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Government News
Investigation Finds Little Oversight of Foreign Clinical Trial Sites
Psychiatric News
Volume 45 Number 16 page 8-26

Little oversight of foreign clinical trial sites and patients who serve as subjects is conducted by the Food and Drug Administration (FDA), despite the growing dominance of overseas studies to support new drug applications for U.S. regulatory approval, according to a federal watchdog agency.

A June report from the inspector general of the Department of Health and Human Services (HHS) found that less than 1 percent of foreign drug-trial sites that provided the data used in seeking U.S. drug approval in Fiscal 2008 had received an FDA inspection. That low inspection rate came despite the fact that more than 75 percent of patients participating in these studies were located at overseas sites, according to the report, submitted to Congress by HHS Inspector General Daniel Levinson.

The FDA is charged with reviewing clinical trial design, marketing materials, and clinical trial sites to ensure patients' safety and that the trial data collected are "accurate and reliable," according to the HHS investigators.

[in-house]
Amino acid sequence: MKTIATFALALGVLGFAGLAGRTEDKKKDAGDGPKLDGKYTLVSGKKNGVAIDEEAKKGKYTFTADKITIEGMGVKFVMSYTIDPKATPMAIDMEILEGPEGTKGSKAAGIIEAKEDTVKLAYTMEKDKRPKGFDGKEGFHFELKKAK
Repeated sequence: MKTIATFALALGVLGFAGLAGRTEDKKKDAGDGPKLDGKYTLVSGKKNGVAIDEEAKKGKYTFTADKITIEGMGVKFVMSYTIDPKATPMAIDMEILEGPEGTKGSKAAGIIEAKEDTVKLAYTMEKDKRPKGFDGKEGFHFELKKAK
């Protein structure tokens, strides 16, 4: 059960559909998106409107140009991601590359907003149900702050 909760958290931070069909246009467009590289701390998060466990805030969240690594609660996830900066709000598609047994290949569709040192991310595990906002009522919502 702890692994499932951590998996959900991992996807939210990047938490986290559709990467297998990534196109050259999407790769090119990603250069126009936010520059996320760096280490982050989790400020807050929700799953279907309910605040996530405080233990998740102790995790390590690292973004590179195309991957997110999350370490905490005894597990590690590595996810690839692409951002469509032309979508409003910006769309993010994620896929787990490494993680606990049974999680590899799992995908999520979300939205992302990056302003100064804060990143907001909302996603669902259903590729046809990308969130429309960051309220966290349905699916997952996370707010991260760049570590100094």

The HHS report reviewed data from trials submitted to support approval for 121 drugs that were already or eventually approved by the FDA. In Fiscal 2008, the HHS investigators found that the FDA inspected 1.9 percent of domestic clinical trial sites and 0.7 percent of foreign clinical trial sites. The lower overseas inspection rate coincided with a finding that the large majority—78 percent—of clinical trial subjects took part in overseas locations.

"As sponsors increase the number of foreign clinical trials in support of FDA marketing applications, the agency's current method of using inspections to ensure human subject protections and data validity is becoming increasingly strained," Levinson said in his report.

The inspector general's analysis found that the FDA was 16 times more likely to inspect a clinical investigator at a domestic site than at a foreign site. Fifty-four percent of trial sites were foreign.

The report's authors noted that they were told by FDA staff that foreign trial site inspections were hampered by logistical challenges, including the need for work visas and translators, as well as covering the expensive travel costs.

The study found that the FDA was most likely to conduct foreign inspections when the trial site was especially large or when the drug had not yet received U.S. approval for any indication.

Jeffrey Lieberman, M.D., chair of APA's Council on Research and Quality Care, said the low rate of inspections overseas was "a worrisome finding."

"The FDA is in a tough position because it has to carry out [an inspection] mandate at a greater number of sites amid a higher volume of new drug applications from around the world," Lieberman told Psychiatric News.

The report urged the FDA to address the inspection situation by increasing cooperation with similar agencies in other countries to share inspection findings and future plans. The inspector general also recommended that the FDA commit to increasing its own inspections of foreign trial sites.